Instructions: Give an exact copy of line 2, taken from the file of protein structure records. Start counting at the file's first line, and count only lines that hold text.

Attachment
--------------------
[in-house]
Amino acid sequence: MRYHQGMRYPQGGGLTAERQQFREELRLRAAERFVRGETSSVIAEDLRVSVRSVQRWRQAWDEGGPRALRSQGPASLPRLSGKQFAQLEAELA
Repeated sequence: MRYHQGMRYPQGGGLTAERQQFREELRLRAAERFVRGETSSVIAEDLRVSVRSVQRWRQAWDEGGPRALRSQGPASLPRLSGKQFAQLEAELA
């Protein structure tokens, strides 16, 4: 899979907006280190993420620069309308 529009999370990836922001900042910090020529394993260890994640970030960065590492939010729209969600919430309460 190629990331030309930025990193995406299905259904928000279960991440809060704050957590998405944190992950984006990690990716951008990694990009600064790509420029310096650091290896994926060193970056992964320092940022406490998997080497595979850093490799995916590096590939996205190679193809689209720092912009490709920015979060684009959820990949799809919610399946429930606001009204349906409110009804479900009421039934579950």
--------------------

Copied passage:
Amino acid sequence: MRYHQGMRYPQGGGLTAERQQFREELRLRAAERFVRGETSSVIAEDLRVSVRSVQRWRQAWDEGGPRALRSQGPASLPRLSGKQFAQLEAELA